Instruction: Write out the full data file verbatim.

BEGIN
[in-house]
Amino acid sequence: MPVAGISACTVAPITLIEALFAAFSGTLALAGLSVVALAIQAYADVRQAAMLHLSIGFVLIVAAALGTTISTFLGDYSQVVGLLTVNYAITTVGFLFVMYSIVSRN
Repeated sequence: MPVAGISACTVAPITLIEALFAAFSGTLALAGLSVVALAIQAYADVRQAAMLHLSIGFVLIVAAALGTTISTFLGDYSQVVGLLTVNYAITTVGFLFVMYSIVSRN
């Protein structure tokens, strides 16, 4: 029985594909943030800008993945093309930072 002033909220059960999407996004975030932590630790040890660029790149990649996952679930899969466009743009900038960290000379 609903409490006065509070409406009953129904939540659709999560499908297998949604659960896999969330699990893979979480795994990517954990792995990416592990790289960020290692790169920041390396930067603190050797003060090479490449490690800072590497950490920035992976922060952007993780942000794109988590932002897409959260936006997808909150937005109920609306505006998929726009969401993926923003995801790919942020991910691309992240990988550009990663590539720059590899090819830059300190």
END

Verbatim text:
[in-house]
Amino acid sequence: MPVAGISACTVAPITLIEALFAAFSGTLALAGLSVVALAIQAYADVRQAAMLHLSIGFVLIVAAALGTTISTFLGDYSQVVGLLTVNYAITTVGFLFVMYSIVSRN
Repeated sequence: MPVAGISACTVAPITLIEALFAAFSGTLALAGLSVVALAIQAYADVRQAAMLHLSIGFVLIVAAALGTTISTFLGDYSQVVGLLTVNYAITTVGFLFVMYSIVSRN
């Protein structure tokens, strides 16, 4: 029985594909943030800008993945093309930072 002033909220059960999407996004975030932590630790040890660029790149990649996952679930899969466009743009900038960290000379 609903409490006065509070409406009953129904939540659709999560499908297998949604659960896999969330699990893979979480795994990517954990792995990416592990790289960020290692790169920041390396930067603190050797003060090479490449490690800072590497950490920035992976922060952007993780942000794109988590932002897409959260936006997808909150937005109920609306505006998929726009969401993926923003995801790919942020991910691309992240990988550009990663590539720059590899090819830059300190």